The Charles Darwin Foundation and the Charles Darwin Research Station were set up to study and conserve what remained of the biological diversity and natural resources of the Galápagos. The goals of the World Heritage site designation were to eradicate invasive species and promote sustainability. These noble aims have proved more slippery and elusive than anyone imagined.

In large part that’s because many of the legal protections established for the national park and the marine reserve exist on paper only—powerful competing interests often thwart their enforcement. The archipelago’s marine bounty has attracted poachers who are not deterred by the area’s protected status. Mainland and foreign fishing interests illegally target marine life within the reserve, going after sharks (for their fins) and sea cucumbers. The National Park staff is occupied with monitoring tourists, who are appearing in increasing numbers, drawn by photographs showing the islands’ stark beauty and by reports of the curiously docile wildlife with whom close yet relatively safe encounters are possible. Since 1991 the number of visitors has soared from 41,000 a year to more than 160,000. The local population has grown by four percent every year and now numbers more than 40,000. Human visitors over the centuries have brought invasive species with them, most significantly goats, dogs and rats, which have depleted or made extinct a number of endemic plant and animal species.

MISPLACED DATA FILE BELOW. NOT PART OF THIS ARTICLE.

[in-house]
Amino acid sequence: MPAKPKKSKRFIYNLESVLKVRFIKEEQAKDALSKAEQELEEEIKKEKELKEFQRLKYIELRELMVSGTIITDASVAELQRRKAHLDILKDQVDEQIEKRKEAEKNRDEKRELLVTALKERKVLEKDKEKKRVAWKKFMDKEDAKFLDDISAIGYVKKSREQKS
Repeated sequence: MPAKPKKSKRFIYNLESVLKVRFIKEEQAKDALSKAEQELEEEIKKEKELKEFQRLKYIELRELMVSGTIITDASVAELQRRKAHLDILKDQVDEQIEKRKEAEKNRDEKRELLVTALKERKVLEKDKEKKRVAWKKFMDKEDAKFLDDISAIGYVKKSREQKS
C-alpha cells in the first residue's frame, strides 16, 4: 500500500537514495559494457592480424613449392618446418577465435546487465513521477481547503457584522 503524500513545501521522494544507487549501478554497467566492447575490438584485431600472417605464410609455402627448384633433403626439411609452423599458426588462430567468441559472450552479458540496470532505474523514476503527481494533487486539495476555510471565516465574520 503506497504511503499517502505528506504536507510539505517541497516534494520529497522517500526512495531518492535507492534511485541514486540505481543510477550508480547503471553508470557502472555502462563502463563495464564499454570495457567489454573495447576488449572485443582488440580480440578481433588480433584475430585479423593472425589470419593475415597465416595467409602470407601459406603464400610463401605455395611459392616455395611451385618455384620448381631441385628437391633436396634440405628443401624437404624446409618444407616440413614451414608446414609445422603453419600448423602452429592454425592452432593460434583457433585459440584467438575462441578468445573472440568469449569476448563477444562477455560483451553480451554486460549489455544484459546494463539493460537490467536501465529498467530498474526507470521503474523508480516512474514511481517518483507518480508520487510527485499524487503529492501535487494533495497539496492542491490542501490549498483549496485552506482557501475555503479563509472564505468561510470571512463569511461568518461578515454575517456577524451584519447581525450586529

Conservation efforts have been so eroded by these threats that in 2007 UNESCO designated the Galápagos Islands a World Heritage Site in Danger. The islands are in need of help. A Canadian organization, the Sea Shepherd Conservation Society, came to their aid in 2007, stepping in to assist the Ecuadorian Environmental Police in busting a major shark-fin cartel based on the mainland. Sea Shepherd also partnered with the Galápagos National Park to hound poachers within the Marine Reserve and confiscate or destroy their gear and vessels. However, Sea Shepherd’s direct-action activities ground to a halt in 2008 when their vessel fell into disrepair. Even after an overhaul, the ship has no crew and remains anchored in the harbor on Santa Cruz Island. Members of Sea Shepherd call themselves “eco-pirates,” and the FBI has accused them of ecoterrorism, but in 2007 the group’s founder received the Amazon Peace Prize for his work in Latin America. Bassett clearly admires the organization’s mission.